Donald Kilmer is a Professor of Constitutional Law at Lincoln University Law School, where his courses include Second Amendment and Firearms Law. He is co-author of the third edition of the textbook Firearms Law and the Second Amendment. He was Counsel of Record for the Second Amendment Foundation in the case discussed herein.

In 2022 California passed – as emergency legislation – an amendment to Business and Professions Code § 22949.80. The new law is (was) a continuation of that state’s prosecution of a culture war against the Second Amendment and those who enjoy the shooting sports and its inter-generational legacy. California sought to squelch demand for firearms and related products by punishing speech directed at minors that promotes shooting sports products. The new law would have punished ads like this one with civil penalties of $25,000 per occurrence.

Plaintiffs, including Junior Sports Magazine, and various civil rights organizations – including the Second Amendment Foundation (my client) unsuccessfully sought an injunction in federal court in Central California. The matter was appealed to the Ninth Circuit Court of Appeals.  That court reversed the trial court’s denial of a preliminary injunction on First and Fourteenth Amendment grounds.

The California law prohibited the advertising of any “firearm-related product in a manner that is designed, intended, or reasonably appears to be attractive to minors.”

The panel assumed that California’s law regulates only commercial speech and that intermediate scrutiny applies. Applying intermediate scrutiny, the panel first concluded that because California permits minors under supervision to possess and use firearms for hunting and other lawful activities, § 22949.80 facially regulates speech that concerns lawful activity and is not misleading.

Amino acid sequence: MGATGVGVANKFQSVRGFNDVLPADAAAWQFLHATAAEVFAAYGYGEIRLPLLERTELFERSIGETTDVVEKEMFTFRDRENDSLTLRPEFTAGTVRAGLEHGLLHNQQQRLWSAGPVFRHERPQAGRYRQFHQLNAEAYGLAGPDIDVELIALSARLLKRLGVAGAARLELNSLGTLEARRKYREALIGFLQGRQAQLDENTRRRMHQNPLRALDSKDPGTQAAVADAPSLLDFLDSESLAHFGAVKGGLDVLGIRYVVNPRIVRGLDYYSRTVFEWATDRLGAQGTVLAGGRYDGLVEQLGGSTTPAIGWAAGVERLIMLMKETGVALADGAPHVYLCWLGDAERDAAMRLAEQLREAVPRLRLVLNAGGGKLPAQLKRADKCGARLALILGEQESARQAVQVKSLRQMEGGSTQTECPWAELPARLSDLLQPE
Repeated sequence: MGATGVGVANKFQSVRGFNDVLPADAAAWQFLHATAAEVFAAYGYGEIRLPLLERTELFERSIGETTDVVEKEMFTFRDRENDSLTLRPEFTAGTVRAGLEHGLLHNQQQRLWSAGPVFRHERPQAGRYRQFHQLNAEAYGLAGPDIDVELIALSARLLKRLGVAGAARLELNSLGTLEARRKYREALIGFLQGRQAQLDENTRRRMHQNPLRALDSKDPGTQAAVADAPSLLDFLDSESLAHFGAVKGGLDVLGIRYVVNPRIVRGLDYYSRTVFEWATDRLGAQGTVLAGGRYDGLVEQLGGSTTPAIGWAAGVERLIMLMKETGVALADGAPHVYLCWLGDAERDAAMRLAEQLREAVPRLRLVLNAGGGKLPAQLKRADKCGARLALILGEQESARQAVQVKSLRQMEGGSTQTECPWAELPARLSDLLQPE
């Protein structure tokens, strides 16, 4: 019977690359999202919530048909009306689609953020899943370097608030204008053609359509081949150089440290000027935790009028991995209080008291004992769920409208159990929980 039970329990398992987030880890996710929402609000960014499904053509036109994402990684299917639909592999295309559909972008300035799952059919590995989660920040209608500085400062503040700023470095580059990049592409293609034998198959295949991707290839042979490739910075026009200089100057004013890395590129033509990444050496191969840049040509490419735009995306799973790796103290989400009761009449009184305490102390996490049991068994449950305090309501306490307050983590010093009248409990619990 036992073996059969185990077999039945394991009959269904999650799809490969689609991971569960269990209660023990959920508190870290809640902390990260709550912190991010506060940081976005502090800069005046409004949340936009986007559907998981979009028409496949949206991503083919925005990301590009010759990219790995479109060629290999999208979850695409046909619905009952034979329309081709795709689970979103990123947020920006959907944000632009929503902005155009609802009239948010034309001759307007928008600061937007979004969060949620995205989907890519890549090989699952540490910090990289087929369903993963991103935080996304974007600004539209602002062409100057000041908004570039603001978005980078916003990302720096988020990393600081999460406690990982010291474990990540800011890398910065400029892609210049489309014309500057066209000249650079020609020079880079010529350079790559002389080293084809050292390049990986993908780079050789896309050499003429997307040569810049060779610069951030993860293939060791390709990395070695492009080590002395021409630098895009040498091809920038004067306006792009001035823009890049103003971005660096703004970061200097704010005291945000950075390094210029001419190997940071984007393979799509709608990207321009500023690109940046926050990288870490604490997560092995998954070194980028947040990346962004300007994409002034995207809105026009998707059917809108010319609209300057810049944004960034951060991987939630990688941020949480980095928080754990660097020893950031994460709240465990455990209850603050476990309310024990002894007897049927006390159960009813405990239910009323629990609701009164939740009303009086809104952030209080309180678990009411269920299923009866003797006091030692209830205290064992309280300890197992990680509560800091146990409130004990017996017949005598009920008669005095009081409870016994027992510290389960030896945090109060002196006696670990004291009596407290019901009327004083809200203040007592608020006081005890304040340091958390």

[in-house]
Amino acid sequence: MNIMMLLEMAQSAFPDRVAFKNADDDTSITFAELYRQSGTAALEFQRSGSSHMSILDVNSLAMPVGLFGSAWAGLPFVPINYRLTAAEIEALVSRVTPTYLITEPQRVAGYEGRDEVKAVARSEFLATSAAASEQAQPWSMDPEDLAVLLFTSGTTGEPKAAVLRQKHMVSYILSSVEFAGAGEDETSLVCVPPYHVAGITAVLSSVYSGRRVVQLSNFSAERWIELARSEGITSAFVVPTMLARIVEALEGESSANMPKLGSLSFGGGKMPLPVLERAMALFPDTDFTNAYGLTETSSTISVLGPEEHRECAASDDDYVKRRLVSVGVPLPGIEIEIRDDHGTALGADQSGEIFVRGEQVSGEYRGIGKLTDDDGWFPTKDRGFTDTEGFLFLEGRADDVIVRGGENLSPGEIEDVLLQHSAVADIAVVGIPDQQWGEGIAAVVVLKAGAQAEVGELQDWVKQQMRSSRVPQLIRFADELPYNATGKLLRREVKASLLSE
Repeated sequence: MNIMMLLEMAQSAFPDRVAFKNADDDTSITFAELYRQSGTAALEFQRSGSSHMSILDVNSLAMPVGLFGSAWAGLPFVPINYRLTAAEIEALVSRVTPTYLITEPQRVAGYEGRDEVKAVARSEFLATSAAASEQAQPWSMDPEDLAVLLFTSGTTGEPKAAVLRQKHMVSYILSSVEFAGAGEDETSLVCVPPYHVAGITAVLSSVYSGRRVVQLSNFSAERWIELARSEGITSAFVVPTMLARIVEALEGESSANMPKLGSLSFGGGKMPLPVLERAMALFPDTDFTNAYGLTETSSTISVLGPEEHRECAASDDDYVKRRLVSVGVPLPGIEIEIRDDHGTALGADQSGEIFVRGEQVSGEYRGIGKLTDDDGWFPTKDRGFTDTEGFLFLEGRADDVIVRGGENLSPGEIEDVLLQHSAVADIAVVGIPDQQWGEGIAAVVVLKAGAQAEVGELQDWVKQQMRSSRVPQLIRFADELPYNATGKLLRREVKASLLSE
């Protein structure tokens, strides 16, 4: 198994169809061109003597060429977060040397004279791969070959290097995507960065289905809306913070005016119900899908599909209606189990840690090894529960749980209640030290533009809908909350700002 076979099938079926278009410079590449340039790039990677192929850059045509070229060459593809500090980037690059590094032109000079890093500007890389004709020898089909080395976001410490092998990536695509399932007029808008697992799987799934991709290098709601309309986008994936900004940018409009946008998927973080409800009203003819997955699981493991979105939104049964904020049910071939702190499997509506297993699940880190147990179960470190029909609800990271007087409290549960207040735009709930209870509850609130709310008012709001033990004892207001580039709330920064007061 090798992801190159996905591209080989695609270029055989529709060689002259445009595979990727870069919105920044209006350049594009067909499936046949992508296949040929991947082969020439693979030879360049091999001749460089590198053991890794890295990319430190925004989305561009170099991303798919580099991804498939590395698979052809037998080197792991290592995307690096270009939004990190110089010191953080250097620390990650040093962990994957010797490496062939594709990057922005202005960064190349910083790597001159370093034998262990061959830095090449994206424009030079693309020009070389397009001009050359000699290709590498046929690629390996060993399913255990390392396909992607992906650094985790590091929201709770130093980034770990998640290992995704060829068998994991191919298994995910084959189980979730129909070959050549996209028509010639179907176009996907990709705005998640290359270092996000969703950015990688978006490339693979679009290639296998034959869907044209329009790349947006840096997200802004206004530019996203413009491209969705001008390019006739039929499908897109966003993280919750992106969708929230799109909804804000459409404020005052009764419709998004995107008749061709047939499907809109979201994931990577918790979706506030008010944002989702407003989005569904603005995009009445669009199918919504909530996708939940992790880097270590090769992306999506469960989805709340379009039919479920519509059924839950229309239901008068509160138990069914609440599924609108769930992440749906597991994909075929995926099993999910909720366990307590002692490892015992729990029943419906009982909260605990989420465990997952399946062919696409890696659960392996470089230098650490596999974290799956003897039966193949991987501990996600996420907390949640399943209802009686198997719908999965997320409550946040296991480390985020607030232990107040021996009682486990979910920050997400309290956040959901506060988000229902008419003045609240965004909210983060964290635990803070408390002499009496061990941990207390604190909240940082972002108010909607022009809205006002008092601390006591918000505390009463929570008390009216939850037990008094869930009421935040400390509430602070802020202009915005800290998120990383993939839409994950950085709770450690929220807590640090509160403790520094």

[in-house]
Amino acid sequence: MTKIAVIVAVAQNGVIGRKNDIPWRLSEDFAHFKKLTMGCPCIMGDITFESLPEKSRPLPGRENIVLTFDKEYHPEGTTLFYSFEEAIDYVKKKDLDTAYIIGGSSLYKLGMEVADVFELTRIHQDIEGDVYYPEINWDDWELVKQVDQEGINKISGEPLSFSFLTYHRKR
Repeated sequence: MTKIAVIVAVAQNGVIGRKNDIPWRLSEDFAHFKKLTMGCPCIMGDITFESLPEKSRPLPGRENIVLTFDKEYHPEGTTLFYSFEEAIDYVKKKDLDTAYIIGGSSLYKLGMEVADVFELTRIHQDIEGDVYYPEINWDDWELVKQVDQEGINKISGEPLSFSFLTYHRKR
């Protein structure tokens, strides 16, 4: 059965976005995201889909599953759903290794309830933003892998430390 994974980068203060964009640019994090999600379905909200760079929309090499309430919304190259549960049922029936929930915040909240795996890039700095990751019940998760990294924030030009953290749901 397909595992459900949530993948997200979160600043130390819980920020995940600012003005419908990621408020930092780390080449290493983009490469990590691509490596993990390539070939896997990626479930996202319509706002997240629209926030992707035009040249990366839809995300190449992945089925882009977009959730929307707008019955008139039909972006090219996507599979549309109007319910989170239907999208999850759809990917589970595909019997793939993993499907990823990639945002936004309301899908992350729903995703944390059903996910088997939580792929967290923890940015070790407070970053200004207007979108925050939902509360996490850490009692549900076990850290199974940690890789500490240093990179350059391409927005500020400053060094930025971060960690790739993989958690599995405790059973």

Next, the panel held that § 22949.80 does not directly and materially advance California’s substantial interests in reducing gun violence and the unlawful use of firearms by minors. There was no evidence in the record that a minor in California has ever unlawfully bought a gun, including because of an ad.

Finally, the panel held that § 22949.80 was more extensive than necessary because it swept in truthful ads about lawful use of firearms for adults and minors alike. Because plaintiffs had shown a likelihood of success on the merits and the remaining preliminary injunction factors weighed in plaintiffs’ favor, the panel reversed the district court’s denial of the preliminary injunction and remanded for further proceedings.

Concurring, Judge VanDyke wrote separately to emphasize that laws like § 22949.80, which attempt to use the coercive power of the state to eliminate a viewpoint from public discourse, deserve strict scrutiny. This circuit’s precedent is ambiguous about whether viewpoint discriminatory laws that regulate commercial speech are subject to strict scrutiny. In the appropriate case, this circuit should make clear they are.

What was at stake? California found this ad for an AR-15 replica of .22 caliber rim-fire rifle objectionable.